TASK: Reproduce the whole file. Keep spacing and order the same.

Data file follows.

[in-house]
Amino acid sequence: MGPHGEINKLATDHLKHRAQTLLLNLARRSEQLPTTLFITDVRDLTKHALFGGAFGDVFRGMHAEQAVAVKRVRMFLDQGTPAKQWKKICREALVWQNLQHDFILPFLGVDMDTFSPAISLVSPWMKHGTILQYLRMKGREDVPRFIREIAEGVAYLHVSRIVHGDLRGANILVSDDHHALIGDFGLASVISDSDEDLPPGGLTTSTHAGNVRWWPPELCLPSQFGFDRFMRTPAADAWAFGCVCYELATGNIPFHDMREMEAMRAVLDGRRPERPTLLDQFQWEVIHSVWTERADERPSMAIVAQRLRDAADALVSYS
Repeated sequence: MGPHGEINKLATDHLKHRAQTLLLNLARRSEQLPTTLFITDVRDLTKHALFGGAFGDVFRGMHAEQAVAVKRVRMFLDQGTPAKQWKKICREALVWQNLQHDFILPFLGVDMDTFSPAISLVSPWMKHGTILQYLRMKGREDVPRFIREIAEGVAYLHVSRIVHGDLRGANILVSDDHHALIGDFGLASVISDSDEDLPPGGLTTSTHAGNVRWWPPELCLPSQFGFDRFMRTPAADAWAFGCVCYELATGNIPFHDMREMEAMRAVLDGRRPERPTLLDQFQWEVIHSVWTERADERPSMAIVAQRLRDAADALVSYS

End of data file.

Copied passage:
[in-house]
Amino acid sequence: MGPHGEINKLATDHLKHRAQTLLLNLARRSEQLPTTLFITDVRDLTKHALFGGAFGDVFRGMHAEQAVAVKRVRMFLDQGTPAKQWKKICREALVWQNLQHDFILPFLGVDMDTFSPAISLVSPWMKHGTILQYLRMKGREDVPRFIREIAEGVAYLHVSRIVHGDLRGANILVSDDHHALIGDFGLASVISDSDEDLPPGGLTTSTHAGNVRWWPPELCLPSQFGFDRFMRTPAADAWAFGCVCYELATGNIPFHDMREMEAMRAVLDGRRPERPTLLDQFQWEVIHSVWTERADERPSMAIVAQRLRDAADALVSYS
Repeated sequence: MGPHGEINKLATDHLKHRAQTLLLNLARRSEQLPTTLFITDVRDLTKHALFGGAFGDVFRGMHAEQAVAVKRVRMFLDQGTPAKQWKKICREALVWQNLQHDFILPFLGVDMDTFSPAISLVSPWMKHGTILQYLRMKGREDVPRFIREIAEGVAYLHVSRIVHGDLRGANILVSDDHHALIGDFGLASVISDSDEDLPPGGLTTSTHAGNVRWWPPELCLPSQFGFDRFMRTPAADAWAFGCVCYELATGNIPFHDMREMEAMRAVLDGRRPERPTLLDQFQWEVIHSVWTERADERPSMAIVAQRLRDAADALVSYS